COVER. The increased vulnerability of the Arctic
system to anomalous atmospheric forcing can be
argued from the perspective that recent ice loss is the
result of a long-term preconditioning to thinner ice.
Lindsay et al. (2009) use a coupled ice–ocean model
to show that the record minimum summer sea-ice
extents in 2007 and 2008 may be the result of a general
thinning of sea ice in a warming climate over past
decades. The mean ice thickness and compactness
over the entire Arctic basin began to decline consistently beginning in the late 1980s (Lindsay and Zhang
2005; Rigor and Wallace 2004). Lindsay et al. (2009)
demonstrate that the recent anomalous wind patterns
that blew the ice from the Pacific to the Atlantic side
of the Arctic basin, where a significant fraction was
pushed out of the Arctic Ocean through Fram Strait,
would have been less influential without prior thinning of the ice pack—a less compact ice pack is more
susceptible to advection by the wind and currents.
While measurements of ice thickness have been
elusive, thickness information has increased since
2003 through the use of satellites. Ice, Cloud, and
Land Elevation Satellite (ICESat) laser altimeter elevation profiles provide estimates of sea-ice freeboard
(the elevation of the ice and snow layer above the level
of open water), from which thickness can be inferred
after accounting for the hydrostatic load of the snow
layer (Kwok and Cunningham 2008). Similarly, satellite radar altimetry data from the European Space
Agency (ESA) European Remote Sensing Satellites
ERS-1, ERS-2, and Envisat are also used to infer ice
thickness (e.g., Laxon et al. 2003; Giles et al. 2008).
The evolution of the multiyear ice thickness between
2002 and 2008 (before and after the September 2007
1352 |
september 2009
ice-extent minimum) reveals that the Arctic-wide
average value was 0.26 m less during winter 2007/08
than the average winter ice thickness for the 5 yr
preceding (Giles et al. 2008). Giles et al. (2008) also
show that the ice-extent minimum in fall 2007 was
followed by reduced ice thicknesses the following
winter, with the largest decrease of 0.49 m in the
western Arctic. While thinning trends in permanent
ice cover are emerging, continuous measurements of
ice draft (i.e., the thickness of the part of the ice that
sits below the water surface), using underwater sonar
in the Beaufort Sea since 1990, indicate no trend in
seasonal ice thickness (Melling et al. 2005). This result
is consistent with longer-term measurements (since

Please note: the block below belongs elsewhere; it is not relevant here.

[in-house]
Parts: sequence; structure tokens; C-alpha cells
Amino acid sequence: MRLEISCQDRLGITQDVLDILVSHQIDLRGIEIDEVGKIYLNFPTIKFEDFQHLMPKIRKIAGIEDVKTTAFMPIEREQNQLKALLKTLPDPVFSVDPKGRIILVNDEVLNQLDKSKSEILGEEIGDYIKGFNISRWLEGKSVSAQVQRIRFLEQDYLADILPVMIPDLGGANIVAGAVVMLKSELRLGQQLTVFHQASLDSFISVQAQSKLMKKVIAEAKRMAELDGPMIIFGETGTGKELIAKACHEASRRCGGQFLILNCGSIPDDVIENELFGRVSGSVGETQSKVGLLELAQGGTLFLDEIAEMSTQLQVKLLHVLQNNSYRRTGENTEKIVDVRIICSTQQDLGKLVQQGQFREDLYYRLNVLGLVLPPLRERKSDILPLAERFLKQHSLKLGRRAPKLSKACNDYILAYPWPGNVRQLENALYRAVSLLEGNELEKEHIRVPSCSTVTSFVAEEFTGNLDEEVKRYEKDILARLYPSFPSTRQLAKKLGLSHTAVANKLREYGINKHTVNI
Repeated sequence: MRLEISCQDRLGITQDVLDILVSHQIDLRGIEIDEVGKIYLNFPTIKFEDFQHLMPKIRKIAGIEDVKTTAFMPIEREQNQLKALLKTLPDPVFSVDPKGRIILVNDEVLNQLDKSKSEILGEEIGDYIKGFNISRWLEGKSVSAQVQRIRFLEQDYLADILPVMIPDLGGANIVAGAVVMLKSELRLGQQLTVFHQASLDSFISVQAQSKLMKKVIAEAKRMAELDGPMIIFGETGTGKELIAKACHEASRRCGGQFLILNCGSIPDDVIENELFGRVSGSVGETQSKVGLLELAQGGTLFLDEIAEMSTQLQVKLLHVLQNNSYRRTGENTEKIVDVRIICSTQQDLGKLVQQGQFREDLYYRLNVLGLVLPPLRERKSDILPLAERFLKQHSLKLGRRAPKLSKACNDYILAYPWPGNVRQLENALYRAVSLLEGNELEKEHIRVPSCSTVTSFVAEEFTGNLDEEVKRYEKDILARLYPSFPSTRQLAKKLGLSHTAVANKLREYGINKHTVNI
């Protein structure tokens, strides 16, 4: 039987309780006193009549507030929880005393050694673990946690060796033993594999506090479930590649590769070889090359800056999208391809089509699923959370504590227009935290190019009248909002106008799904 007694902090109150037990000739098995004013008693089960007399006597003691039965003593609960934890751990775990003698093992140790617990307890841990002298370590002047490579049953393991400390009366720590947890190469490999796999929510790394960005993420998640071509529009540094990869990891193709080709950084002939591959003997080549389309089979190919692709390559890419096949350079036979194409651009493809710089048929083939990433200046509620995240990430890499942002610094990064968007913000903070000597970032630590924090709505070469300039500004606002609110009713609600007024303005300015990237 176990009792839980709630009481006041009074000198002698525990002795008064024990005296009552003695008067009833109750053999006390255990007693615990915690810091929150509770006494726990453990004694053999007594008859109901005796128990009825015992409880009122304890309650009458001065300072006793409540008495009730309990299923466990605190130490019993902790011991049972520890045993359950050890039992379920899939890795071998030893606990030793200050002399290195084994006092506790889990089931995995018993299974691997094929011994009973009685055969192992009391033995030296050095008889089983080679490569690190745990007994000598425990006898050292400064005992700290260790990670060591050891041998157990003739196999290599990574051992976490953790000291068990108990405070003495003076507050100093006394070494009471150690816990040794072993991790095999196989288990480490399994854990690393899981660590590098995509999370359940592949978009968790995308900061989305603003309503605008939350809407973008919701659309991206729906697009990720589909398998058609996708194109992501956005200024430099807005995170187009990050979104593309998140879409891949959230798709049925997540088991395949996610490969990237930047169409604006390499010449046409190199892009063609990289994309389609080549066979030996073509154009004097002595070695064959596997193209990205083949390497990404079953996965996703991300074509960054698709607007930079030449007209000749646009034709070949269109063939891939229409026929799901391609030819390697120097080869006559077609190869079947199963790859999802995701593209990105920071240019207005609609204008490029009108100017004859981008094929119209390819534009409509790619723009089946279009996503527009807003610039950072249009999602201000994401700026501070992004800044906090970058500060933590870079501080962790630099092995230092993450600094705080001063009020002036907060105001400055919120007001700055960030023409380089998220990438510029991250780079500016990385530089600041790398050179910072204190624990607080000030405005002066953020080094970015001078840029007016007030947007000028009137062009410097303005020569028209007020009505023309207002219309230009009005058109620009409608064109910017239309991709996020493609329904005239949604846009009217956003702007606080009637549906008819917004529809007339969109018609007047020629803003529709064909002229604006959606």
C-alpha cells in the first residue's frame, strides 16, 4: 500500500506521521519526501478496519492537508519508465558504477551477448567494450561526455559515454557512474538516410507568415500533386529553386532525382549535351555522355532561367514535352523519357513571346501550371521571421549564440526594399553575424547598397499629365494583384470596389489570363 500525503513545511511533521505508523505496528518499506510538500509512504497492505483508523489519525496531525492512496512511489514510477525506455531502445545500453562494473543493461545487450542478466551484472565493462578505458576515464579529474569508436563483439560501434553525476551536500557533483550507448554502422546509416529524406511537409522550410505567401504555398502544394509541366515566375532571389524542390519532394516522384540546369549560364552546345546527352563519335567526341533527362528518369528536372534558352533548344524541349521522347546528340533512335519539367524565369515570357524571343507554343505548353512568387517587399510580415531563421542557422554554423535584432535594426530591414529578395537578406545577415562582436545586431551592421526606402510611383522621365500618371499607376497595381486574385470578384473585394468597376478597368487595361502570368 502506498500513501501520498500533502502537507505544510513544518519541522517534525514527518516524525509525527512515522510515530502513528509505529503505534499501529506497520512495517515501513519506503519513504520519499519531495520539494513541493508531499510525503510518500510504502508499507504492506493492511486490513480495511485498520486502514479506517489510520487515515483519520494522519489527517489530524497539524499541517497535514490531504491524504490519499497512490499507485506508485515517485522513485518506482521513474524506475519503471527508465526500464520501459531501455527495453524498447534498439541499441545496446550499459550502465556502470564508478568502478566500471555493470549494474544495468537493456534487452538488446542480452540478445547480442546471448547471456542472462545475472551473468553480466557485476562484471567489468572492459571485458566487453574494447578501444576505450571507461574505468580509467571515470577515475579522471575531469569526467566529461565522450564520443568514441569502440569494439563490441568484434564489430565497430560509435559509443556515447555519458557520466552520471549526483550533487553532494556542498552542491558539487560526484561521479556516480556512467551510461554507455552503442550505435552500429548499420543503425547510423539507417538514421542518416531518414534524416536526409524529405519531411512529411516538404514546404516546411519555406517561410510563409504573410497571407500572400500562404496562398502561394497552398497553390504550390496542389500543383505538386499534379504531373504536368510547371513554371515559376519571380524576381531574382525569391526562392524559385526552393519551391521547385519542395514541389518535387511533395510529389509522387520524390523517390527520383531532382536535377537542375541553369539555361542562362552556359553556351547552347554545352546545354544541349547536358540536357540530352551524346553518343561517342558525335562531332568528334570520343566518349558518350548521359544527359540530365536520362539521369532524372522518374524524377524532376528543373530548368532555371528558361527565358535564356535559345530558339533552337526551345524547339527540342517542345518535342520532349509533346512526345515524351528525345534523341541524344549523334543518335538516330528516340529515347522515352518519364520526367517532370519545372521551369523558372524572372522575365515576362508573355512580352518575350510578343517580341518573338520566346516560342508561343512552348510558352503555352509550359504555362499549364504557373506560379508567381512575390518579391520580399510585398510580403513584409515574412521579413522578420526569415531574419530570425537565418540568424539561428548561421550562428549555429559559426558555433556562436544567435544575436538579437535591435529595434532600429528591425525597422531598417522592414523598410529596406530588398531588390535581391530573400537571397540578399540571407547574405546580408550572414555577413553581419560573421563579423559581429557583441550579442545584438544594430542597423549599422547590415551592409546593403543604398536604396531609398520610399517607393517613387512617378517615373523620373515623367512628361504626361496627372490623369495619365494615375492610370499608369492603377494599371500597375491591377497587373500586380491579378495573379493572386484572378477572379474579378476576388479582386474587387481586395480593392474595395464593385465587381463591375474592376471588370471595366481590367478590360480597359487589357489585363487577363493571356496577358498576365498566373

the 1930s) in the seasonal land-fast ice.
FEEDBACKS AND IMPACTS. Perovich et al.’s
(2008) analysis of autonomous ice-mass balance
buoy (IMB) thickness measurements showed that
absorption of solar radiation in the Arctic Ocean
surface layer in summer 2007 led to greatly enhanced
melting of the bottom surface of multiyear ice in the
Beaufort Sea. An increase in the area of open water
that summer resulted in a large positive anomaly
in solar heat input to the upper ocean, triggering a
strong ice–albedo feedback whereby more open water
resulted in the absorption of more solar heat, which in
turn resulted in more melting and more open water.
The excess warming of the upper ocean contributed
to delayed freezing in fall 2007 (Comiso et al. 2008),
in effect lengthening the melt season.
Observations of atmospheric conditions following
summers with anomalous sea-ice conditions suggest
that the loss of Arctic sea ice will affect the exchange
of heat and moisture between the surface and atmosphere, leading to changes in the boundary layer,
clouds, and weather patterns in the ensuing fall and
winter (Francis et al. 2009). The substantial ice loss
in summer 2007, for example, was followed by a substantial increase in cloud amount over the areas of
newly exposed water during autumn (Levinson and
Larimore 2008), likely due to increased evaporation.
Warming of the lower troposphere and increased
emission of infrared radiation toward the surface also
retard the formation of sea ice. Such consequences
demonstrate the difficulties inherent in ascertaining
how the atmospheric circulation responds to Arctic,
and global, climate change.
Corresponding changes in the seasonal timing
of ice growth and retreat ultimately impact Arctic
ecosystems and small Arctic communities. Annual
primary productivity in the Arctic Ocean has been
increasing over the last decade, in part because of a
longer growth season that arises under greater open
water extent (Arrigo et al. 2008). Further, some events